**INTERPRETING CATEGORICAL AND QUANTITATIVE DATA (S.ID)**

__SUMMARIZE, REPRESENT, AND INTERPRET DATA ON TWO CATEGORICAL AND QUANTITATIVE VARIABLES__**MCC9-12.S.ID.6**Represent data on two quantitative variables on a scatter plot, and describe how the variables are related.★

**MCC9-12.S.ID.6a**Fit a function to the data; use functions fitted to data to solve problems in the context of the data. Use given functions or choose a function suggested by the context. Emphasize quadratic models.★

**CONDITIONAL PROBABILITY AND THE RULES OF PROBABILITY (S.CP)**

__UNDERSTAND INDEPENDENCE AND CONDITIONAL PROBABILITY AND USE THEM TO INTERPRET DATA__**MCC9-12.S.CP.1**Describe events as subsets of a sample space (the set of outcomes) using characteristics (or categories) of the outcomes, or as unions, intersections, or complements of other events (“or,” “and,” “not”).★

**MCC9-12.S.CP.2**Understand that two events A and B are independent if the probability of A and B occurring together is the product of their probabilities, and use this characterization to determine if they are independent.★

**MCC9-12.S.CP.3**Understand the conditional probability of A given B as P(A and B)/P(B), and interpret independence of A and B as saying that the conditional probability of A given B is the same as the probability of A, and the conditional probability of B given A is the same as the probability of B.★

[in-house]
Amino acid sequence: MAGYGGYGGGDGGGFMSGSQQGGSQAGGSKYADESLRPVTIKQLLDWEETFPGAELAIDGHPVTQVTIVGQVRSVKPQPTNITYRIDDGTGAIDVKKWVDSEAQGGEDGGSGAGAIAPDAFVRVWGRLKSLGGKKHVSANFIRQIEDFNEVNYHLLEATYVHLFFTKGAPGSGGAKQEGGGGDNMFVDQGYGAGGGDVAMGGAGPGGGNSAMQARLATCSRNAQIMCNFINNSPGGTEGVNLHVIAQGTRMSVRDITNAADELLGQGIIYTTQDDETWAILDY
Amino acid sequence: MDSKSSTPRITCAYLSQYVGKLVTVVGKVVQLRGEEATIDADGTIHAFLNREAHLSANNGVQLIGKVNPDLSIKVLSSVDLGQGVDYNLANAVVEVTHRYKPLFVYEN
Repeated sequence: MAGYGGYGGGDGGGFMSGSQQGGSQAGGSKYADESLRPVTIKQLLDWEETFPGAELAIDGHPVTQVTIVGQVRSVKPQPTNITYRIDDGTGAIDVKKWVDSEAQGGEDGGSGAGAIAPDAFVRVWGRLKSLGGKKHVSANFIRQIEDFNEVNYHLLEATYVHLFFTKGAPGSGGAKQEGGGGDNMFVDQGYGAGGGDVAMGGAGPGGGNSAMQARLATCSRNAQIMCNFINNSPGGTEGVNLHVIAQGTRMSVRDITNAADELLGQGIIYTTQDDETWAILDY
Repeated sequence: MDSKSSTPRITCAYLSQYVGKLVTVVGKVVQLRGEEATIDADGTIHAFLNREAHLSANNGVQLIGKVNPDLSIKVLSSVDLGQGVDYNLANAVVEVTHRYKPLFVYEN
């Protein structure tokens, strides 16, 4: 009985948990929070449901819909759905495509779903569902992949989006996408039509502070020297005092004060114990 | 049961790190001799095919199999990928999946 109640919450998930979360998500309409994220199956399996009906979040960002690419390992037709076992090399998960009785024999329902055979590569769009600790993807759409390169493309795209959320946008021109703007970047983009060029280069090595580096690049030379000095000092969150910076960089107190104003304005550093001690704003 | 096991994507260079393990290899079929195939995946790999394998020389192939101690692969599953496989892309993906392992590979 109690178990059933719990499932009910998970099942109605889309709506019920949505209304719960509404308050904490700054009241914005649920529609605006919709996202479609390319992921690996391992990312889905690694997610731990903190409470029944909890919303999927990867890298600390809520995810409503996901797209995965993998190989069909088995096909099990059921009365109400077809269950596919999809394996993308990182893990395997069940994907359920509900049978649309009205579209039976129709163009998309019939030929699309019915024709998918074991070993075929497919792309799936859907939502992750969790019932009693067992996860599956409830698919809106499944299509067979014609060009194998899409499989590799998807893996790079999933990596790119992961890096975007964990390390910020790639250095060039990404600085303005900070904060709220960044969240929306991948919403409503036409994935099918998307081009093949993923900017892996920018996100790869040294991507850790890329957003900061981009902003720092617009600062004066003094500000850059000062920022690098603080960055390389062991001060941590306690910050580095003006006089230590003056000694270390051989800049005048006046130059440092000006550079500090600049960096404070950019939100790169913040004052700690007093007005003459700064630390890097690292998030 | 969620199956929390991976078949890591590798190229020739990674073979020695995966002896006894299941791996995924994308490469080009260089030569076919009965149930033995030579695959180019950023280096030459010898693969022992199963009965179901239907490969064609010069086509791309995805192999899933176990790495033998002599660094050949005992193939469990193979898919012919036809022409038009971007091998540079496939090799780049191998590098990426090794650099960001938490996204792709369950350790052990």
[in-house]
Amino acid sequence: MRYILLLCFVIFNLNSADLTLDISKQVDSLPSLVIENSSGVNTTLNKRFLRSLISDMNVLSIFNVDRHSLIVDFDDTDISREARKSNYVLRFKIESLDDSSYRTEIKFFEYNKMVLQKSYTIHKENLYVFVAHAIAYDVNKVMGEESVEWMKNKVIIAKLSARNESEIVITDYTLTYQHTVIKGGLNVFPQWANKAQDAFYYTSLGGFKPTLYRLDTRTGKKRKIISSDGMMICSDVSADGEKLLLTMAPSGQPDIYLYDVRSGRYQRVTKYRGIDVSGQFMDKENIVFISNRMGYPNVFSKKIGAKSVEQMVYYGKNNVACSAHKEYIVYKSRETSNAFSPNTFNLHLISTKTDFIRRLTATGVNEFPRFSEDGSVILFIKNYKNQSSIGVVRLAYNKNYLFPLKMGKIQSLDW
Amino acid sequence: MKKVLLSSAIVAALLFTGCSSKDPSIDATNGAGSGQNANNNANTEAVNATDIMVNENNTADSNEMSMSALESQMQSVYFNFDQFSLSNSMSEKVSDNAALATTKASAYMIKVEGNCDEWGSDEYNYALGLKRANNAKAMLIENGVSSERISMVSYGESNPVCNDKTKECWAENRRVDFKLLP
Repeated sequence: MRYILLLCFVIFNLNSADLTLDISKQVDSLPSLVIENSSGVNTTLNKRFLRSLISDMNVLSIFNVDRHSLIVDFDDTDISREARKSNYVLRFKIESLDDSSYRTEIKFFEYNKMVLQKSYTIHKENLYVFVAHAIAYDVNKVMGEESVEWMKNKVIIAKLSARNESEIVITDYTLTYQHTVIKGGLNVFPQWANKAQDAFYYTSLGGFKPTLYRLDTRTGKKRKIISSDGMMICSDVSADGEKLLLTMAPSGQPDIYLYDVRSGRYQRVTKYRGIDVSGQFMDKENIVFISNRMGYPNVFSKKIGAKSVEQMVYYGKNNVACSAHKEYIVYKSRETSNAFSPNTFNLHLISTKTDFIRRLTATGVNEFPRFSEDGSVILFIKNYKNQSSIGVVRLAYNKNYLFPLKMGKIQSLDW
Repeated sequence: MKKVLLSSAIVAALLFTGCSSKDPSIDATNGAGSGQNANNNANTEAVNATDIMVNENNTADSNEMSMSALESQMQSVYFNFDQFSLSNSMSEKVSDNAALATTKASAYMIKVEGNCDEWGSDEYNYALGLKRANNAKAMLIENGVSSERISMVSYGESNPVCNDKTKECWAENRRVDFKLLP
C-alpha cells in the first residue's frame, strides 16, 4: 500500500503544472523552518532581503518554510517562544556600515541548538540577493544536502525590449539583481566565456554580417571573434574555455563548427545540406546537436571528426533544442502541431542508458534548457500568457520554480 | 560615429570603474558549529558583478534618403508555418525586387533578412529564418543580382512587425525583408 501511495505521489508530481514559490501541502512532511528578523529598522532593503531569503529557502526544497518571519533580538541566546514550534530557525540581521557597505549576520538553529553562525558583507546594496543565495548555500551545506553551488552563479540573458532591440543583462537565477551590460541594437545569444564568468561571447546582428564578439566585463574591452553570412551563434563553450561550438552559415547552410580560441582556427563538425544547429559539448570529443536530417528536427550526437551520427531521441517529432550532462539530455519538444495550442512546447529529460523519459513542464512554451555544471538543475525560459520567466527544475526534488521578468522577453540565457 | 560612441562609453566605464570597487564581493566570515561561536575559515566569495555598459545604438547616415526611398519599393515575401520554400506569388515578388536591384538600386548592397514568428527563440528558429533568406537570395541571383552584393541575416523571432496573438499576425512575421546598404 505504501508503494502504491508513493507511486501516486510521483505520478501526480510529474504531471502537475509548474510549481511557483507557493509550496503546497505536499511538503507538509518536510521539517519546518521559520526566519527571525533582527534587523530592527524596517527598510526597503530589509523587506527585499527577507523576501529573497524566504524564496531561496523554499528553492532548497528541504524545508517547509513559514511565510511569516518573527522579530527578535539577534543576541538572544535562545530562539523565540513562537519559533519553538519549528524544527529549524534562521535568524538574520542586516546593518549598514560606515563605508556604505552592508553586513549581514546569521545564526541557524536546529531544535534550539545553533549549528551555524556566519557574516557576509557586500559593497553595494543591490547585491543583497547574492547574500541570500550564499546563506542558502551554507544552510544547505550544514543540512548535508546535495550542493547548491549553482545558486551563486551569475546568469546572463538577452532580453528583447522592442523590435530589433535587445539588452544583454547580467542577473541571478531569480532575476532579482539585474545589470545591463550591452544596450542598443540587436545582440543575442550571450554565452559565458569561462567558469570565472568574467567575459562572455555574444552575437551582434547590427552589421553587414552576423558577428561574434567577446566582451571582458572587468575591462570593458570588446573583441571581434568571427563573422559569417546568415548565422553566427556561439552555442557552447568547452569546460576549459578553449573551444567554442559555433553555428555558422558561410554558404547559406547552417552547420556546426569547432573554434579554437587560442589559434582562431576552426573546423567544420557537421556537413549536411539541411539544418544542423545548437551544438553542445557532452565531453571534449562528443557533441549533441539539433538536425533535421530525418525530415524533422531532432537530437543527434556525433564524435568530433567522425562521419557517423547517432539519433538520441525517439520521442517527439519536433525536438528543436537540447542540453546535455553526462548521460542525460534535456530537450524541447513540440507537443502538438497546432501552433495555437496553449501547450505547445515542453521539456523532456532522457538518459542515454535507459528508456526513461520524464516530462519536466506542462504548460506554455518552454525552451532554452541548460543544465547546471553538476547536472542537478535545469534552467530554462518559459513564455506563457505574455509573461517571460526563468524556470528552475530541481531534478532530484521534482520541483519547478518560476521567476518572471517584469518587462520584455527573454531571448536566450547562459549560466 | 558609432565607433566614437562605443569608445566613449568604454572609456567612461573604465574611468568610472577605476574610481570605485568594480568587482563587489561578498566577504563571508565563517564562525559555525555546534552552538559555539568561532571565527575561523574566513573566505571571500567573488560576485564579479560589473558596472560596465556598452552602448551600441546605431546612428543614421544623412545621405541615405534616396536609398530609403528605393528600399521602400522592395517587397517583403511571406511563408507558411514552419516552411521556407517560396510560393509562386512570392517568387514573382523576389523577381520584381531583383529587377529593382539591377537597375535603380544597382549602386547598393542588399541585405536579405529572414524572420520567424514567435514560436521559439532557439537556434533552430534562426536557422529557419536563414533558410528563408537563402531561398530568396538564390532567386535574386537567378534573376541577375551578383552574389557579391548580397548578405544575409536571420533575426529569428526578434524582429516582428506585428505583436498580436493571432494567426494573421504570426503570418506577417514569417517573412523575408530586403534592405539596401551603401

**MCC9-12.S.CP.4**Construct and interpret two-way frequency tables of data when two categories are associated with each object being classified. Use the two-way table as a sample space to decide if events are independent and to approximate conditional probabilities.

*For example, collect data from a random sample of students in your school on their favorite subject among math, science, and English. Estimate the probability that a randomly selected student from your school will favor science given that the student is in tenth grade. Do the same for other subjects and compare the results.*★

**MCC9-12.S.CP.5**Recognize and explain the concepts of conditional probability and independence in everyday language and everyday situations.

*For example, compare the chance of having lung cancer if you are a smoker with the chance of being a smoker if you have lung cancer.*★

__USE THE RULES OF PROBABILITY TO COMPUTE PROBABILITIES OF COMPOUND EVENTS IN A UNIFORM PROBABILITY MODEL__**MCC9-12.S.CP.6**Find the conditional probability of A given B as the fraction of B’s outcomes that also belong to A, and interpret the answer in terms of the model.★

**MCC9-12.S.CP.7**Apply the Addition Rule, P(A or B) = P(A) + P(B) – P(A and B), and interpret the answer in terms of the model.★